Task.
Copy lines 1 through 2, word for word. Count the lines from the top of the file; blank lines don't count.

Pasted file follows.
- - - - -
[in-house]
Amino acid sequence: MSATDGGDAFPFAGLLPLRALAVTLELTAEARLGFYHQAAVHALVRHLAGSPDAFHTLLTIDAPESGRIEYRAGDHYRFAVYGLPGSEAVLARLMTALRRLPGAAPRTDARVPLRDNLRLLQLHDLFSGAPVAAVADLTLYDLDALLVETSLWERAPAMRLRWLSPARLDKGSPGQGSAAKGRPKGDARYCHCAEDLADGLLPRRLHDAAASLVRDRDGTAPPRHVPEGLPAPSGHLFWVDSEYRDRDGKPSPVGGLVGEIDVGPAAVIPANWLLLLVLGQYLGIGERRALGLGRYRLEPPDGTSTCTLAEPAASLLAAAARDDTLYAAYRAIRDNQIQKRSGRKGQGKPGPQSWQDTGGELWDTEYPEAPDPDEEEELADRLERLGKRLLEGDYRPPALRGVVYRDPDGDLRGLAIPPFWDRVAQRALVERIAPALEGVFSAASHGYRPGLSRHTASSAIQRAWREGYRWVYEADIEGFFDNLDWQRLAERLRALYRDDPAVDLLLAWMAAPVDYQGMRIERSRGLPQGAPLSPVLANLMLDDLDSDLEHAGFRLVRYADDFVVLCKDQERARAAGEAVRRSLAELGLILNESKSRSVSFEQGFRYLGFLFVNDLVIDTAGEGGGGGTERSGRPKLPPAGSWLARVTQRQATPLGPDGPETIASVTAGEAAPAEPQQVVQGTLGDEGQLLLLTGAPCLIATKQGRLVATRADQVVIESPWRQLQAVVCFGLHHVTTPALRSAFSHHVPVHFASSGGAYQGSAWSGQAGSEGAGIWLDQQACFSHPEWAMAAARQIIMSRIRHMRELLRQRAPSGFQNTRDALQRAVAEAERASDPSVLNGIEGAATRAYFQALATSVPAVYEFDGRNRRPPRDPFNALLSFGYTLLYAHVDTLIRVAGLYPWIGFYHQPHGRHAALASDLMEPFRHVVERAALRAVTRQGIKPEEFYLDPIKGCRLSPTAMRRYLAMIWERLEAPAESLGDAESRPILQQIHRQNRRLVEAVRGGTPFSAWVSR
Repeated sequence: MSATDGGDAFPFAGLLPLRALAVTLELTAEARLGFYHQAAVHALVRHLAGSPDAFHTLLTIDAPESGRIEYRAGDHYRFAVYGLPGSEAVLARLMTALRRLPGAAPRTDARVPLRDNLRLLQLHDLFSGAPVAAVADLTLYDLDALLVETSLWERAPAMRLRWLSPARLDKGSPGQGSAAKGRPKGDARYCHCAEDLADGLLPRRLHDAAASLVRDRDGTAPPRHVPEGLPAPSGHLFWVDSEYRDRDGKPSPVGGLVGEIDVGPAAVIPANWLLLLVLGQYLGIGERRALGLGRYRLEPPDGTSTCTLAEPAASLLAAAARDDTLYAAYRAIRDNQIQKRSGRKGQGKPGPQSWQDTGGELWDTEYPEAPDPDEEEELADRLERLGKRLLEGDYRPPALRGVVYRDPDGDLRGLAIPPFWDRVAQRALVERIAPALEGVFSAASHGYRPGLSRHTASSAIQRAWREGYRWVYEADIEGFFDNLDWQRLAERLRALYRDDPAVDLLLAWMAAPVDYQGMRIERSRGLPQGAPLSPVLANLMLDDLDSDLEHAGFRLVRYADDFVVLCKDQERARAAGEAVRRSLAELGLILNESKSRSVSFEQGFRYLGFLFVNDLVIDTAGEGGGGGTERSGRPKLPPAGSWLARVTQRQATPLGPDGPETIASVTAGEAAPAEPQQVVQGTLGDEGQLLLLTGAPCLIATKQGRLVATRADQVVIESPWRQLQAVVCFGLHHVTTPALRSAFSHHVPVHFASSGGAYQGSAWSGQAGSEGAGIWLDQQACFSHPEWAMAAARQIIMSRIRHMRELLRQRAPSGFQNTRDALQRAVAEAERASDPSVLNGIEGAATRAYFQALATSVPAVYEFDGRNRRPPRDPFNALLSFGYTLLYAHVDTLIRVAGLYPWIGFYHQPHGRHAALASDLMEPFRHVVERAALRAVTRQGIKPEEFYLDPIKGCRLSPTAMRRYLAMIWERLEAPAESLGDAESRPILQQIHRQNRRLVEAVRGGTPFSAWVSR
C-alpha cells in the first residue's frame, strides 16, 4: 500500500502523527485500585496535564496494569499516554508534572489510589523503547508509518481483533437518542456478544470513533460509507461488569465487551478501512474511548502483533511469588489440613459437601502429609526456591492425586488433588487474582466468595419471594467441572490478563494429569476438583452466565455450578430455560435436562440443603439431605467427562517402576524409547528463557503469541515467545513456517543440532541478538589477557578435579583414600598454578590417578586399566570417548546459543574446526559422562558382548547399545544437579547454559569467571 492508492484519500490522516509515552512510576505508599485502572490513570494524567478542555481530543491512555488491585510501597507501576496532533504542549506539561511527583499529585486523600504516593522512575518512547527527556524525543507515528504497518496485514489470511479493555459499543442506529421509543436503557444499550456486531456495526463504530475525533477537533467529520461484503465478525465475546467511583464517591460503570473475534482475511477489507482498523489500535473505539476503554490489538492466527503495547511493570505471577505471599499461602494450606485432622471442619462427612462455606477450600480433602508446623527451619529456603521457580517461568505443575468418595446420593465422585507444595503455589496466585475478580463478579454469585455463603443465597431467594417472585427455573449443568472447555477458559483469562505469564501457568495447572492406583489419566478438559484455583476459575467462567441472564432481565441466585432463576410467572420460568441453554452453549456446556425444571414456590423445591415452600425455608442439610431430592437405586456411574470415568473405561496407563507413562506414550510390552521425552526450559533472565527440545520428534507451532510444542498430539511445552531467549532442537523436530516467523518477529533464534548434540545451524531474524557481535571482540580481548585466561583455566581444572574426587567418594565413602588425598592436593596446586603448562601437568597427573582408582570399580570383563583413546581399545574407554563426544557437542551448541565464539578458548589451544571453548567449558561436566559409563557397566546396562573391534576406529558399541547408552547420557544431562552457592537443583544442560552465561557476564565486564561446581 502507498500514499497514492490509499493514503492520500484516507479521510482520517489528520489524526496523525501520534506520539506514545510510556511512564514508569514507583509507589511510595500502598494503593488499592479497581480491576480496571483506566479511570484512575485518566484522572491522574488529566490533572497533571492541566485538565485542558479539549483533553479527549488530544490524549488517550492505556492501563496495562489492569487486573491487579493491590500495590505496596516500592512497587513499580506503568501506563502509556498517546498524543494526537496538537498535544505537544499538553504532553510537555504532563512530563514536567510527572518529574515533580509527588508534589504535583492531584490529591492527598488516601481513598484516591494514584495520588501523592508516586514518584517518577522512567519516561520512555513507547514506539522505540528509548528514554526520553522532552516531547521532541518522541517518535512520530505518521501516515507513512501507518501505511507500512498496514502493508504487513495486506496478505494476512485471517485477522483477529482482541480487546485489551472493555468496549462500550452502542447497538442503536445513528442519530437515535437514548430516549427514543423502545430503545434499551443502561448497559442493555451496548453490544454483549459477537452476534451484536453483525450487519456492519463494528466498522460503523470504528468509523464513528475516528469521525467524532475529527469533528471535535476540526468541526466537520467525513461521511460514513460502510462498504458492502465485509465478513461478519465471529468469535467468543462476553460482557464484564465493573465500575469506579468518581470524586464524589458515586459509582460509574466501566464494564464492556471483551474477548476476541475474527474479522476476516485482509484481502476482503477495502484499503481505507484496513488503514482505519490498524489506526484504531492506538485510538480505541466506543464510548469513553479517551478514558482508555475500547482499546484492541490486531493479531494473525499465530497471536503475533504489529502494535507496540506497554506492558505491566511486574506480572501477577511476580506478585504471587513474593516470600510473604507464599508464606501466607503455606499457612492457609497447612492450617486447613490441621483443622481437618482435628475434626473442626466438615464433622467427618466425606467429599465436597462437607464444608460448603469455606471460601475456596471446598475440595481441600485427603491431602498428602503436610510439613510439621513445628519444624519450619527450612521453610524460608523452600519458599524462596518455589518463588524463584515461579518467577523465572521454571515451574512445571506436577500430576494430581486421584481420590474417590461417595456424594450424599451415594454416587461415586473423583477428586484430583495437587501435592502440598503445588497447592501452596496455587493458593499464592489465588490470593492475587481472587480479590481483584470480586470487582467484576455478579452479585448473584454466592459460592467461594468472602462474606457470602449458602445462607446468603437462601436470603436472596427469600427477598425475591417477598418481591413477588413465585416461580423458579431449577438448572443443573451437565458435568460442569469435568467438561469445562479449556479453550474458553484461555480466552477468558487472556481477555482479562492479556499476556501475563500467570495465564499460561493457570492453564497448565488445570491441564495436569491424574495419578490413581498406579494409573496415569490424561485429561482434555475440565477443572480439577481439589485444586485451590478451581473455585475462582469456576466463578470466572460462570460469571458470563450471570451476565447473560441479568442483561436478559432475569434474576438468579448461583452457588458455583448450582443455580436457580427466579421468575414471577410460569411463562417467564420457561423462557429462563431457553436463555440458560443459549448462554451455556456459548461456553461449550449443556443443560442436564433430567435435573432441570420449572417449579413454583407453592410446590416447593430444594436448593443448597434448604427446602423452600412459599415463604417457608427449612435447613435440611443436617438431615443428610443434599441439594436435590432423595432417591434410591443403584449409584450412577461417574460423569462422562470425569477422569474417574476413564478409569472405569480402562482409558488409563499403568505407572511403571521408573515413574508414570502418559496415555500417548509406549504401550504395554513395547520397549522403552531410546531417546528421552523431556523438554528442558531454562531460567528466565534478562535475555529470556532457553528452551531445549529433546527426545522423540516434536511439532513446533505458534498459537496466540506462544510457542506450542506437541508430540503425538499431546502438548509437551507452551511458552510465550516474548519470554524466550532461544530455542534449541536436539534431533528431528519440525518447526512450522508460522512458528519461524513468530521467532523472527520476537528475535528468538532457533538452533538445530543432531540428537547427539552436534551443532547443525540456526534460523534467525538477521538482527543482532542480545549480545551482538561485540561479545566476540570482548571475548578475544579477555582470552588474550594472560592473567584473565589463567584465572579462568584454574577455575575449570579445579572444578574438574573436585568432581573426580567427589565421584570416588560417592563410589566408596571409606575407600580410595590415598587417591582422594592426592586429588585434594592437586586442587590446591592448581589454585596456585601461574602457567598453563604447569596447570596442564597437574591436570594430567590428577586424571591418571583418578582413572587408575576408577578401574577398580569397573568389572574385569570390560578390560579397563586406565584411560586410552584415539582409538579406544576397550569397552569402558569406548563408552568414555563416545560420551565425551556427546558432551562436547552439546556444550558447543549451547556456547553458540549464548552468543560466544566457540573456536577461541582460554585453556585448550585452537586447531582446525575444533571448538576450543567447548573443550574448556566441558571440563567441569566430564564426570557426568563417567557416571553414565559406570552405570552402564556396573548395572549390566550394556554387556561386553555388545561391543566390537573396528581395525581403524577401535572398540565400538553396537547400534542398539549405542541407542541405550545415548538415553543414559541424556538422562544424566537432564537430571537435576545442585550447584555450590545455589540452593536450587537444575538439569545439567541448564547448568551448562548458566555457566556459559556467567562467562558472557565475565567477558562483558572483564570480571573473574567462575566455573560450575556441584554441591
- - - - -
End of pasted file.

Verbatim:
[in-house]
Amino acid sequence: MSATDGGDAFPFAGLLPLRALAVTLELTAEARLGFYHQAAVHALVRHLAGSPDAFHTLLTIDAPESGRIEYRAGDHYRFAVYGLPGSEAVLARLMTALRRLPGAAPRTDARVPLRDNLRLLQLHDLFSGAPVAAVADLTLYDLDALLVETSLWERAPAMRLRWLSPARLDKGSPGQGSAAKGRPKGDARYCHCAEDLADGLLPRRLHDAAASLVRDRDGTAPPRHVPEGLPAPSGHLFWVDSEYRDRDGKPSPVGGLVGEIDVGPAAVIPANWLLLLVLGQYLGIGERRALGLGRYRLEPPDGTSTCTLAEPAASLLAAAARDDTLYAAYRAIRDNQIQKRSGRKGQGKPGPQSWQDTGGELWDTEYPEAPDPDEEEELADRLERLGKRLLEGDYRPPALRGVVYRDPDGDLRGLAIPPFWDRVAQRALVERIAPALEGVFSAASHGYRPGLSRHTASSAIQRAWREGYRWVYEADIEGFFDNLDWQRLAERLRALYRDDPAVDLLLAWMAAPVDYQGMRIERSRGLPQGAPLSPVLANLMLDDLDSDLEHAGFRLVRYADDFVVLCKDQERARAAGEAVRRSLAELGLILNESKSRSVSFEQGFRYLGFLFVNDLVIDTAGEGGGGGTERSGRPKLPPAGSWLARVTQRQATPLGPDGPETIASVTAGEAAPAEPQQVVQGTLGDEGQLLLLTGAPCLIATKQGRLVATRADQVVIESPWRQLQAVVCFGLHHVTTPALRSAFSHHVPVHFASSGGAYQGSAWSGQAGSEGAGIWLDQQACFSHPEWAMAAARQIIMSRIRHMRELLRQRAPSGFQNTRDALQRAVAEAERASDPSVLNGIEGAATRAYFQALATSVPAVYEFDGRNRRPPRDPFNALLSFGYTLLYAHVDTLIRVAGLYPWIGFYHQPHGRHAALASDLMEPFRHVVERAALRAVTRQGIKPEEFYLDPIKGCRLSPTAMRRYLAMIWERLEAPAESLGDAESRPILQQIHRQNRRLVEAVRGGTPFSAWVSR